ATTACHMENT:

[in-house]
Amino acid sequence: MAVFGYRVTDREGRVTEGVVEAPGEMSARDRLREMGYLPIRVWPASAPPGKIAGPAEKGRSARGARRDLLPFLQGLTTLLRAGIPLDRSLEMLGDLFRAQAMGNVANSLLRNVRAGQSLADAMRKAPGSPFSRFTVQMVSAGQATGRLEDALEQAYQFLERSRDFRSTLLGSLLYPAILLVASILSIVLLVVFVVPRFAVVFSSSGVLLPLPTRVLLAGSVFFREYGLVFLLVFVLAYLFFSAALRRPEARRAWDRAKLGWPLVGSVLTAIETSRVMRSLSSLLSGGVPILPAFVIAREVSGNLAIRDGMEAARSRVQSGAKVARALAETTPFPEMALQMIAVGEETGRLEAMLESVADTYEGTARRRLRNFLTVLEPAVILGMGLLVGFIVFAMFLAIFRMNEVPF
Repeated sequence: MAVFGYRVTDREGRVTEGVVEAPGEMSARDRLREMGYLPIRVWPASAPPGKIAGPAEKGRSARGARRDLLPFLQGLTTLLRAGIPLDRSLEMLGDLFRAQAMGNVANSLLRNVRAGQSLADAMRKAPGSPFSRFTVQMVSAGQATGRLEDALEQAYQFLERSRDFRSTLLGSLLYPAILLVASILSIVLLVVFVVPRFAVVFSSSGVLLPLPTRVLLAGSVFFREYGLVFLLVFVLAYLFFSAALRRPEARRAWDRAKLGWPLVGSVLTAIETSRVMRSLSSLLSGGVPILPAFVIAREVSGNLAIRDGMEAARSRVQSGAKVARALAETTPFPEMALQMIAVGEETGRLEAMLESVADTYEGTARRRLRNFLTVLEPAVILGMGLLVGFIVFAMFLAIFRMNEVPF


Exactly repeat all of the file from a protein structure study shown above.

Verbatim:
[in-house]
Amino acid sequence: MAVFGYRVTDREGRVTEGVVEAPGEMSARDRLREMGYLPIRVWPASAPPGKIAGPAEKGRSARGARRDLLPFLQGLTTLLRAGIPLDRSLEMLGDLFRAQAMGNVANSLLRNVRAGQSLADAMRKAPGSPFSRFTVQMVSAGQATGRLEDALEQAYQFLERSRDFRSTLLGSLLYPAILLVASILSIVLLVVFVVPRFAVVFSSSGVLLPLPTRVLLAGSVFFREYGLVFLLVFVLAYLFFSAALRRPEARRAWDRAKLGWPLVGSVLTAIETSRVMRSLSSLLSGGVPILPAFVIAREVSGNLAIRDGMEAARSRVQSGAKVARALAETTPFPEMALQMIAVGEETGRLEAMLESVADTYEGTARRRLRNFLTVLEPAVILGMGLLVGFIVFAMFLAIFRMNEVPF
Repeated sequence: MAVFGYRVTDREGRVTEGVVEAPGEMSARDRLREMGYLPIRVWPASAPPGKIAGPAEKGRSARGARRDLLPFLQGLTTLLRAGIPLDRSLEMLGDLFRAQAMGNVANSLLRNVRAGQSLADAMRKAPGSPFSRFTVQMVSAGQATGRLEDALEQAYQFLERSRDFRSTLLGSLLYPAILLVASILSIVLLVVFVVPRFAVVFSSSGVLLPLPTRVLLAGSVFFREYGLVFLLVFVLAYLFFSAALRRPEARRAWDRAKLGWPLVGSVLTAIETSRVMRSLSSLLSGGVPILPAFVIAREVSGNLAIRDGMEAARSRVQSGAKVARALAETTPFPEMALQMIAVGEETGRLEAMLESVADTYEGTARRRLRNFLTVLEPAVILGMGLLVGFIVFAMFLAIFRMNEVPF